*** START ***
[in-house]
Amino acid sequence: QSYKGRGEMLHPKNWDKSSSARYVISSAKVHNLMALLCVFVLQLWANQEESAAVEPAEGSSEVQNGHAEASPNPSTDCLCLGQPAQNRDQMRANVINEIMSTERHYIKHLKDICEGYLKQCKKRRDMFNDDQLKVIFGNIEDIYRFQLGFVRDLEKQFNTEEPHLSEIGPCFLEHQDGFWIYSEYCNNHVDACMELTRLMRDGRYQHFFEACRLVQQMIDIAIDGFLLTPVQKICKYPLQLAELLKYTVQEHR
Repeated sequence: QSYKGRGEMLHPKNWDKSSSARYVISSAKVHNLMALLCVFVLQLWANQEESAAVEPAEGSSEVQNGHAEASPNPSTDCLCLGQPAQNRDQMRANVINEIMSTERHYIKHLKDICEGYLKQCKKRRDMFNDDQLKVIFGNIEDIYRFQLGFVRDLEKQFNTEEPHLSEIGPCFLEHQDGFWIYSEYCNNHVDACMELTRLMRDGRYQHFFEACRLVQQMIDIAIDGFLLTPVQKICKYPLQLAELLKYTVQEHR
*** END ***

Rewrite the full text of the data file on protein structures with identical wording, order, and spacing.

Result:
[in-house]
Amino acid sequence: QSYKGRGEMLHPKNWDKSSSARYVISSAKVHNLMALLCVFVLQLWANQEESAAVEPAEGSSEVQNGHAEASPNPSTDCLCLGQPAQNRDQMRANVINEIMSTERHYIKHLKDICEGYLKQCKKRRDMFNDDQLKVIFGNIEDIYRFQLGFVRDLEKQFNTEEPHLSEIGPCFLEHQDGFWIYSEYCNNHVDACMELTRLMRDGRYQHFFEACRLVQQMIDIAIDGFLLTPVQKICKYPLQLAELLKYTVQEHR
Repeated sequence: QSYKGRGEMLHPKNWDKSSSARYVISSAKVHNLMALLCVFVLQLWANQEESAAVEPAEGSSEVQNGHAEASPNPSTDCLCLGQPAQNRDQMRANVINEIMSTERHYIKHLKDICEGYLKQCKKRRDMFNDDQLKVIFGNIEDIYRFQLGFVRDLEKQFNTEEPHLSEIGPCFLEHQDGFWIYSEYCNNHVDACMELTRLMRDGRYQHFFEACRLVQQMIDIAIDGFLLTPVQKICKYPLQLAELLKYTVQEHR